“Say on Pay” Hasn’t Hurt Exec Compensation–Yet

There’s clearly some nervousness among executives these days, given that shareholders now have a “say on pay.” But by most accounts, they don’t need to be all that nervous.

Video: Executive Employment Attorney Joe Ahmad speaks on 'Say on Pay'

“Say on pay” is a provision of Dodd-Frank that allows shareholders to cast an advisory vote on executive compensation at least once every three years. The provision was a response to shareholder frustration at so-called lavish executive compensation even when shareholder returns were plummeting.

According to the proxy advisory firm Institutional Shareholder Services, Inc., of the 1,600 executive compensation packages offered so far in 2011, shareholders have approved 98 percent of them. And they voted in overwhelming margins: on average, each of those pay packages passed on a 92 percent vote.

So much for shareholder outrage.

With the gradual recovery of the economy, executive compensation is clearly back on the upswing after two years of declines. According to an AP/Equilar study, the typical 2010 pay package for a CEO in the Standard & Poor’s 500 was $9 million—up 24 percent from 2009.

So, executive compensation is going up, and shareholders seem to be just fine with that. Why worry, right? Wrong. Shareholders have been happy to approve compensation packages because their stock value is rising. They have reason to be optimistic, so they want to keep top execs happy. But if we see another downturn—and depending on which economists you listen to, that’s not out of the question—shareholders may not be so supportive.

If you’re an executive negotiating your compensation, you may want to take steps to prepare for shareholder pushback in the event of a downturn that affects your company’s stock price.  Comp packages should be clearly tied to objective, measurable performance—and not just annual stock price, which by definition rewards short-term performance over long-term value.

Among the factors executives should ask to be considered when determining their compensation packages are:

  • Tenure: Stable management and profitability are clearly linked.
  • Indispensability: How critical are you to the company’s performance? Also, how many hats are you wearing? If you’re a CEO and your company doesn’t also have a COO, you are probably wearing two very different, but very important, hats, and should be compensated accordingly.
  • Willingness to defer: If you receive restricted stock or stock that doesn’t fully vest for several years, it shows that you’re invested in the company for the long haul.

I would also advise executives not to fear a “clawback” provision if shareholders or the compensation committee insist on it. Such provisions give shareholders assurance that they can hold executives accountable in the event of poor performance. A willingness to accept a clawback tells shareholders that your interests are aligned with theirs, and it could boost the executive’s credibility.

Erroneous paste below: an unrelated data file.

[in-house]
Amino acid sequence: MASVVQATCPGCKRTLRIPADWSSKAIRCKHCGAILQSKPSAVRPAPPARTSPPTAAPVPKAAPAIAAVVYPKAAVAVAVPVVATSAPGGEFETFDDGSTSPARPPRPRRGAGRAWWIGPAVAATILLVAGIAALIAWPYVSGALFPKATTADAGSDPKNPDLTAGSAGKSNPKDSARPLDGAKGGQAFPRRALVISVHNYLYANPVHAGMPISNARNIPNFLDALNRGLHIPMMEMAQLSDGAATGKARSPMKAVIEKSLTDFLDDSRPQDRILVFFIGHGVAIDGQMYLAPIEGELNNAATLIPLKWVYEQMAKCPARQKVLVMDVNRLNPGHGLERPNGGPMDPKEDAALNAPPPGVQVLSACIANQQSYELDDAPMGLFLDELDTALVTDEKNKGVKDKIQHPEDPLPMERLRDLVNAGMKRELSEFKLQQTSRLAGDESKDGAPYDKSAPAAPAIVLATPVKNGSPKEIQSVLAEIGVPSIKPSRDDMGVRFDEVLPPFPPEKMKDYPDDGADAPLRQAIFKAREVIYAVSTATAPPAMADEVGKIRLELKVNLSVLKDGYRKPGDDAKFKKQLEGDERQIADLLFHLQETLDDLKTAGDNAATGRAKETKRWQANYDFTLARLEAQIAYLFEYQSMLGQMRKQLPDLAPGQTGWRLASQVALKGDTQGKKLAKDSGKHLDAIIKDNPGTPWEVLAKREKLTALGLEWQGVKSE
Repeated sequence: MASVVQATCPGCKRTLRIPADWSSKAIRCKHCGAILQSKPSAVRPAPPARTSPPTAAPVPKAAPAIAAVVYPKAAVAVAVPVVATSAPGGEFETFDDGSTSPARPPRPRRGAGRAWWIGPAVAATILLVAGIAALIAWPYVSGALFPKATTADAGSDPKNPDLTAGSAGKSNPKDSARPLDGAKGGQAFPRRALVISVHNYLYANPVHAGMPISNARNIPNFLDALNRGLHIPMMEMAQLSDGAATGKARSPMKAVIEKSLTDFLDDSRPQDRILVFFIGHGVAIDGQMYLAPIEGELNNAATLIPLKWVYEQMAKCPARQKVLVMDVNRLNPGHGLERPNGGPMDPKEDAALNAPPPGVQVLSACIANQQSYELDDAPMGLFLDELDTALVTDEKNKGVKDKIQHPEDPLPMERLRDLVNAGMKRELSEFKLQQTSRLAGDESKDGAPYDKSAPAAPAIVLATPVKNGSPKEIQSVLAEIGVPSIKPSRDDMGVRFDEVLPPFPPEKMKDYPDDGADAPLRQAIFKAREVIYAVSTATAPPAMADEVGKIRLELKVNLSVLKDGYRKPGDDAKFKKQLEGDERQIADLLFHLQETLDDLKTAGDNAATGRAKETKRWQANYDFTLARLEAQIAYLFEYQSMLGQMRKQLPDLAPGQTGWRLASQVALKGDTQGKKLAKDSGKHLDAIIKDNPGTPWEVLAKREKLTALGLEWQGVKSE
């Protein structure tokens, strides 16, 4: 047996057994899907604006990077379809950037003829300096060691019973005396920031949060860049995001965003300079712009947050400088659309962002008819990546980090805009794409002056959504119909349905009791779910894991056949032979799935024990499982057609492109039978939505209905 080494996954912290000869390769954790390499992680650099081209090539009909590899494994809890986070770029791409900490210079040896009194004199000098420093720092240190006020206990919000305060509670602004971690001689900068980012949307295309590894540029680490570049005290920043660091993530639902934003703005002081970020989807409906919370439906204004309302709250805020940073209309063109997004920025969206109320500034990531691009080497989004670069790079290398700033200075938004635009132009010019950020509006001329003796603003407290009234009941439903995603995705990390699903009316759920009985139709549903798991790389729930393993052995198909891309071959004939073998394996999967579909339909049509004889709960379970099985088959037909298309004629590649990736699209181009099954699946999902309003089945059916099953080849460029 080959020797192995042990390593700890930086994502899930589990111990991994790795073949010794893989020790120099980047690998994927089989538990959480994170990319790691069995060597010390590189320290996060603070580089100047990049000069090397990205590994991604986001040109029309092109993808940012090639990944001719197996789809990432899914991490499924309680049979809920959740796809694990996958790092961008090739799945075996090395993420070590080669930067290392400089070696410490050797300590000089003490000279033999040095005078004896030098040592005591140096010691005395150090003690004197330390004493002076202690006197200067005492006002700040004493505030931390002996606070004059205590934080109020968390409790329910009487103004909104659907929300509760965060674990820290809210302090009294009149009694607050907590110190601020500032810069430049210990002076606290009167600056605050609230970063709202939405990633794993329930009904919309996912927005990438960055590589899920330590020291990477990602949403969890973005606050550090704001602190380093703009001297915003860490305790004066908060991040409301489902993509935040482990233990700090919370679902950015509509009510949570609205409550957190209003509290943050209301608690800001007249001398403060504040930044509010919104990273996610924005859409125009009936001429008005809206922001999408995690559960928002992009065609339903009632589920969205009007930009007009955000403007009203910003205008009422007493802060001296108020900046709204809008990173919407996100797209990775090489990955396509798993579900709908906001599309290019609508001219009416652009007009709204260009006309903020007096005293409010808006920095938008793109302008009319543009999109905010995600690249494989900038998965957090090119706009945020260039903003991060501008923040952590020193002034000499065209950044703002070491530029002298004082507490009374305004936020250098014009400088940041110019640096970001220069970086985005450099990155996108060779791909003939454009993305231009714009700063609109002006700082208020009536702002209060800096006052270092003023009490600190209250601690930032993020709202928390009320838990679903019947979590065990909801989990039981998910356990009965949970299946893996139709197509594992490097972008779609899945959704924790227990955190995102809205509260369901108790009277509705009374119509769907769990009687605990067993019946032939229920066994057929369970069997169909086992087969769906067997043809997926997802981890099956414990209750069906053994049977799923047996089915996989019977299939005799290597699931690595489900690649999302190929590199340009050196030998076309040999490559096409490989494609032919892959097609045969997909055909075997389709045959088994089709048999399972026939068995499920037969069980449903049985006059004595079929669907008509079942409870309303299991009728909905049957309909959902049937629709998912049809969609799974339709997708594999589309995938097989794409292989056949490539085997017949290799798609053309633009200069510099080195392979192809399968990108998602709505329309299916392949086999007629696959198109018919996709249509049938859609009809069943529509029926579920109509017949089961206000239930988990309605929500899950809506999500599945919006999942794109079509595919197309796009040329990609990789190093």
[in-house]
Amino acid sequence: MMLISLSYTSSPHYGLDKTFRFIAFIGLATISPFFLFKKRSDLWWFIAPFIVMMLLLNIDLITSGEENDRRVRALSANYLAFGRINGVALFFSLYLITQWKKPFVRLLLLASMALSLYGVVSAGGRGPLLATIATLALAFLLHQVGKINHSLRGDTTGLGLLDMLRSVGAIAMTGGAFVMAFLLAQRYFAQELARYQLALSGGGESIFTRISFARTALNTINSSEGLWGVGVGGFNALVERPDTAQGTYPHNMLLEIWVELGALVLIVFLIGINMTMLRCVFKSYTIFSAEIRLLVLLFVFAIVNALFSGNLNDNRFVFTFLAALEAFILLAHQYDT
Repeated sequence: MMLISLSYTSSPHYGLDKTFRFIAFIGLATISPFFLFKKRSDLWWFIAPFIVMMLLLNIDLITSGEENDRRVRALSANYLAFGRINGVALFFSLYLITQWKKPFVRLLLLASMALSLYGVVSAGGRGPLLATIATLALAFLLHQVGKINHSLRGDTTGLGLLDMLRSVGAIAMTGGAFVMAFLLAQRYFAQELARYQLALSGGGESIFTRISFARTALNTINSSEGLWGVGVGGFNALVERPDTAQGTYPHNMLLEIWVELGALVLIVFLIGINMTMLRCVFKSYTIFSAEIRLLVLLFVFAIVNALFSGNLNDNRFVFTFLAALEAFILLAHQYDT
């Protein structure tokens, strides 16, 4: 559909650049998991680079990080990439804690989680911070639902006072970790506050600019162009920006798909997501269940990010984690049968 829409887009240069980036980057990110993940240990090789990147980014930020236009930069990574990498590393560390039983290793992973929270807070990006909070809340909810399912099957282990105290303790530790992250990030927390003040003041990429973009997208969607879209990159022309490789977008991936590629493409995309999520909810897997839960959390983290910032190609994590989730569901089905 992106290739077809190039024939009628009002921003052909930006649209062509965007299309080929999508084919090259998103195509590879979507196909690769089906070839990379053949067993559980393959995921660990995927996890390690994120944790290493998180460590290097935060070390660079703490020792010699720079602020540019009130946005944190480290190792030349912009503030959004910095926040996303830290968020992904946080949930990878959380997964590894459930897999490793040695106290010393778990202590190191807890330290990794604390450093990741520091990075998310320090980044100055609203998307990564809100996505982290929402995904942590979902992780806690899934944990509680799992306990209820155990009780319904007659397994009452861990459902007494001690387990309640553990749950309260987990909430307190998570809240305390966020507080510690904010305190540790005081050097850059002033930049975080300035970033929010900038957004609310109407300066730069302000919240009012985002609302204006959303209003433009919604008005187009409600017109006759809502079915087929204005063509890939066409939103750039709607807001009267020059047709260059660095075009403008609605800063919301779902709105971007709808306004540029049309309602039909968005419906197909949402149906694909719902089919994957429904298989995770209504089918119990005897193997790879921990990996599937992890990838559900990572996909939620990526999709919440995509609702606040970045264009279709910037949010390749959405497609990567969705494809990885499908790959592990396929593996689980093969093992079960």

Executives would be wise to come prepared to their compensation negotiations. Even though shareholder “say on pay” is only an advisory vote, it’s likely that the transparency and accountability it prompts will make compensation committees more cautious.

That may already be happening, according to ISS, citing companies’ responses to a negative recommendation from ISS:

Several companies have chosen to respond to these negative recommendations by filing additional proxy solicitation materials outlining their disagreement with the methodologies and analysis of ISS and other proxy advisors, while defending the decisions of their respective compensation committees.  Although these additional proxy materials have taken various forms … they have often served as a useful tool for many companies seeking to provide additional insight with respect to the decisions of their compensation committees.  Several companies that have filed these additional proxy solicitation materials, including Morgan Stanley, ConocoPhillips and General Electric Company, have been successful in defending against a negative recommendation for their respective say-on-pay proposals. In addition, The Walt Disney Company’s direct negotiations with ISS and the company’s ensuing decision to drop the tax “gross-up” provisions from the employment agreements of its chief executive officer and three other executive officers appear to have contributed to ISS’ decision to reverse its recommendation against the company’s say-on-pay proposal. [emphasis added]

Executives would be well-advised to anticipate their employers’ caution, but they also need to be sure they get paid what they’re worth.

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